Books

Adam Kirsch CliffsNotes: Red Wine And The Israel Lobby

Adam Kirsch revisits John J. Mearsheimer and Stephen M. Walt’s The Israel Lobby and U.S. Foreign Policy. We revisit the four bottles of wine we drank while reading it. Read More

By / January 18, 2012
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I read John J. Mearsheimer and Stephen M. Walt’s The Israel Lobby and U.S. Foreign Policy because I wanted to see what the hubbub was all about, and I was also reading all the responses in the wake of the book’s release. This week, several years after the book came out, Adam Kirsch in his Tablet column doesn’t try to break down the book or decry it like many critics and other intellectuals did upon the book’s release; instead, he tries to understand the book’s legacy.  And it made me think back to that special moment when the librarian handed it over to me and remarked, “It’s a lot of Jewish guys checking this one out.  You’re the youngest one by at least 30 years.”  It also made me revisit the thing I thought after reading it.  Mainly:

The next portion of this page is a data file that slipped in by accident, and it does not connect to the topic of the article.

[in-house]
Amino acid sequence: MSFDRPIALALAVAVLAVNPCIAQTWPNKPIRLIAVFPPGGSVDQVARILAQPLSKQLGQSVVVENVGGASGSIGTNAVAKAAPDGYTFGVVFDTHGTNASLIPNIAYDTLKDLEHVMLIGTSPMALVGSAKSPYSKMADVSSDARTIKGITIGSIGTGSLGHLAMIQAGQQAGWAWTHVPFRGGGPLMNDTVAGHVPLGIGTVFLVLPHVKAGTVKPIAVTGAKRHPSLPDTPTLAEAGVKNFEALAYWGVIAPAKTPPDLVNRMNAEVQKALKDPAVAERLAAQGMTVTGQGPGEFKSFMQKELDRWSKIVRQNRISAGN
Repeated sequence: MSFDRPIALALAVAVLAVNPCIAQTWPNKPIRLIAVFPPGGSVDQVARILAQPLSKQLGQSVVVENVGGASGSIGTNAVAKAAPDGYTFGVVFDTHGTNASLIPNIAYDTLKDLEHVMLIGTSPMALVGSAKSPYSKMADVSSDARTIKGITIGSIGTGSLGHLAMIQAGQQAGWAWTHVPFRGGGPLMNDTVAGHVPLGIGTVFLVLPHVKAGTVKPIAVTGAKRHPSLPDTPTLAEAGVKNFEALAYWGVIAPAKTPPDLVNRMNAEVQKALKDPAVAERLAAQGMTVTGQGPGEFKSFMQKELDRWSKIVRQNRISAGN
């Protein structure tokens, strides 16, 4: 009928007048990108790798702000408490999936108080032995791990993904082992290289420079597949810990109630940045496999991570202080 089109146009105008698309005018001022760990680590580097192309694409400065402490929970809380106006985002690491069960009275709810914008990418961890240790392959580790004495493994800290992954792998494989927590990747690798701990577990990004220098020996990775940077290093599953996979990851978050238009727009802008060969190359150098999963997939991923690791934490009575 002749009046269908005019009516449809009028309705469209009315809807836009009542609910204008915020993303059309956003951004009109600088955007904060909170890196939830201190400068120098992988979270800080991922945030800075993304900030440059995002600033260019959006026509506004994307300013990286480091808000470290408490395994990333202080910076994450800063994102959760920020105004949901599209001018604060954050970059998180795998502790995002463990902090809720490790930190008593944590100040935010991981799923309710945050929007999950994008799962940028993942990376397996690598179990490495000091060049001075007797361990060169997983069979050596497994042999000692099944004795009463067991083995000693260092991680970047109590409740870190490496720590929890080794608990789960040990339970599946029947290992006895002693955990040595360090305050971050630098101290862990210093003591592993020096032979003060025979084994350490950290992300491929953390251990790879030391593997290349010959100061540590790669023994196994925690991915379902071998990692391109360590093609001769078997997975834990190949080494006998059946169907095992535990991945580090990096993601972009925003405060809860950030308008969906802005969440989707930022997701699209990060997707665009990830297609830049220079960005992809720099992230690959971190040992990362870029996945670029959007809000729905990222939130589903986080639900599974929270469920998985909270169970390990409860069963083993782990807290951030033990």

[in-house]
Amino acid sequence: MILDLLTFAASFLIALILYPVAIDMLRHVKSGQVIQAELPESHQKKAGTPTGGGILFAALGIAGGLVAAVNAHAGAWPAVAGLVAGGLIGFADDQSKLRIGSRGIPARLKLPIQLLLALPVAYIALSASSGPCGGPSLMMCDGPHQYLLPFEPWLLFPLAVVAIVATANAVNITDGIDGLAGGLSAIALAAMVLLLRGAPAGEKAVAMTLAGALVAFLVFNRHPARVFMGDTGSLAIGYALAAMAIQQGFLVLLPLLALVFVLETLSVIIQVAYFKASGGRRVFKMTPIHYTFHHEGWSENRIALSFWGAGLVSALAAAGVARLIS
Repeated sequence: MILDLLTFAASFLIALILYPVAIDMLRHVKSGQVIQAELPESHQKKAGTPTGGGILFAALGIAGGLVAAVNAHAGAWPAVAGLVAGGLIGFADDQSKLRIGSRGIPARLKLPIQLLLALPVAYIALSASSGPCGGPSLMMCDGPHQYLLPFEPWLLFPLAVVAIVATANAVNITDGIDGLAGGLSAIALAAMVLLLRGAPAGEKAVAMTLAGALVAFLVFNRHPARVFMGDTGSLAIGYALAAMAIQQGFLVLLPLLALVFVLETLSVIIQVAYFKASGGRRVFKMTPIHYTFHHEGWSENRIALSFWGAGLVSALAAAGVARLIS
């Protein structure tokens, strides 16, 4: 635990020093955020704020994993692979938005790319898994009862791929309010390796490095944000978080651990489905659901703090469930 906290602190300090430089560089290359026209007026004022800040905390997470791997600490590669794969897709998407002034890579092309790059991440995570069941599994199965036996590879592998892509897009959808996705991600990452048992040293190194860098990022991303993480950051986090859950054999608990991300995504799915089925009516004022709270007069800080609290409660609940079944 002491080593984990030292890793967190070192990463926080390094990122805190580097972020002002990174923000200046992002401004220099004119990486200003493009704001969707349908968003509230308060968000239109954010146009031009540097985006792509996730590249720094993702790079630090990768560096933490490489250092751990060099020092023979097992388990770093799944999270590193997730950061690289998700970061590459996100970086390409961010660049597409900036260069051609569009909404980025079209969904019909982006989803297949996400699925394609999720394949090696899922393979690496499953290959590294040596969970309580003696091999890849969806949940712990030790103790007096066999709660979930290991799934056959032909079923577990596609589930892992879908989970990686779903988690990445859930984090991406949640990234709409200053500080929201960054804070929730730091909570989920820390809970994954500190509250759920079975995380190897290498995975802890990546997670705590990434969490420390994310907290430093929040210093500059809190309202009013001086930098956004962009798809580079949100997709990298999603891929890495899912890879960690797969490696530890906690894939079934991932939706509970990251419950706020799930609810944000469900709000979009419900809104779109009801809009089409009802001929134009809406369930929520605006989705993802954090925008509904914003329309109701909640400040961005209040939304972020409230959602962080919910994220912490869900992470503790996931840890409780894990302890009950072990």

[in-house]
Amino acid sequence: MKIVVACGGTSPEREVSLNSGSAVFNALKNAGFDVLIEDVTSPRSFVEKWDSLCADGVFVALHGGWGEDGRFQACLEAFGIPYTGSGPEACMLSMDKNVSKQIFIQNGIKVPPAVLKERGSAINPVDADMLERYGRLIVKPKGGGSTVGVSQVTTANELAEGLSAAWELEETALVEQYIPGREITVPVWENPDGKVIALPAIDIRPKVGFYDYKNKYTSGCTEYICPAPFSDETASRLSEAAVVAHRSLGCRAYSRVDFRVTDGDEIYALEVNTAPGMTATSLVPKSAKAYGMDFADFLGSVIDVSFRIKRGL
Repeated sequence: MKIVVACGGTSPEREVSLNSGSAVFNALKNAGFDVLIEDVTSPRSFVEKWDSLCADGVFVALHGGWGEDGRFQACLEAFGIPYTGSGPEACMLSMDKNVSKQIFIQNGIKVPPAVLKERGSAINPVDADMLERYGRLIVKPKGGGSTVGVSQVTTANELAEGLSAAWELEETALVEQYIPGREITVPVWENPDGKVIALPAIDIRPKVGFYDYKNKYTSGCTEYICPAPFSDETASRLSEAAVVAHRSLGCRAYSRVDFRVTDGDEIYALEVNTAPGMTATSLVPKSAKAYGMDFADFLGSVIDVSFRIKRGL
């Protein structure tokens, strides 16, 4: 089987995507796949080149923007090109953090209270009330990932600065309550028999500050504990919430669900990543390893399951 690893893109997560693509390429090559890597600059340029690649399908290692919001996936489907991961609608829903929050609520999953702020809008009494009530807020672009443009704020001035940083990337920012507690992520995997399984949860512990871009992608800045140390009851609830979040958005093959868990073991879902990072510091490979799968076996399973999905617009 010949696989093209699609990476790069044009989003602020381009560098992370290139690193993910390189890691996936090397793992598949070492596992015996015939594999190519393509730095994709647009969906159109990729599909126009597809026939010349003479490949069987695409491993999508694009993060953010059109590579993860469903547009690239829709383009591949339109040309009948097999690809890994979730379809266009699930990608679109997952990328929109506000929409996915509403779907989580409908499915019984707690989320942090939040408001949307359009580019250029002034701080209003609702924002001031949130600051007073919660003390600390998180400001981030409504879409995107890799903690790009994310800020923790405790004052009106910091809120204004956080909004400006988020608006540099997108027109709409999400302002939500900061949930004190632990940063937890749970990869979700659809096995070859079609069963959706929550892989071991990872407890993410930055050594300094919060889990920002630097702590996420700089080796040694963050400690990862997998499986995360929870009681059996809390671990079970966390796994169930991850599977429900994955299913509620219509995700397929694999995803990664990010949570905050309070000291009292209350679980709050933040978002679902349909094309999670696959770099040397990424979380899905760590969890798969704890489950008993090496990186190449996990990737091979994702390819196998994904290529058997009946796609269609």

1. This book is bad news for American Jews.  It’s going to perpetuate stereotypes, and possibly make people distrust and dislike Jews even more.

2.  Lobbies suck. There are lobbies for about a hundred things from fatty foods to tobacco.  Reading the book made me realize that I hate those things, and as much as I disagree with a lot of the policies and actions of Israel, I still care about its well being.  And getting non-Jewish support for anything Jewish isn’t the easiest sell. [ I found myself in the awkward position of defending what I saw as the good of a pro-Israel lobby.  This abandonment of many of my own ideals caused me to drink more wine.  In all, I read the book over 2 evenings, and drank four bottles.]

Here’s the thing:  I didn’t read The Israel Lobby to learn anything I didn’t already know, and I wasn’t sold on any crazy ideas.  I read the book because my spot came up at the library, and because I wanted to hear two highly respected academics explain why I knew the things I knew.  I also got too drunk to really form any new opinions on the matter, so I guess my entire experience shouldn’t count much.  At least Kirsch’s revisiting the book’s lasting impression is interesting, poignant, and (obviously) smartly written.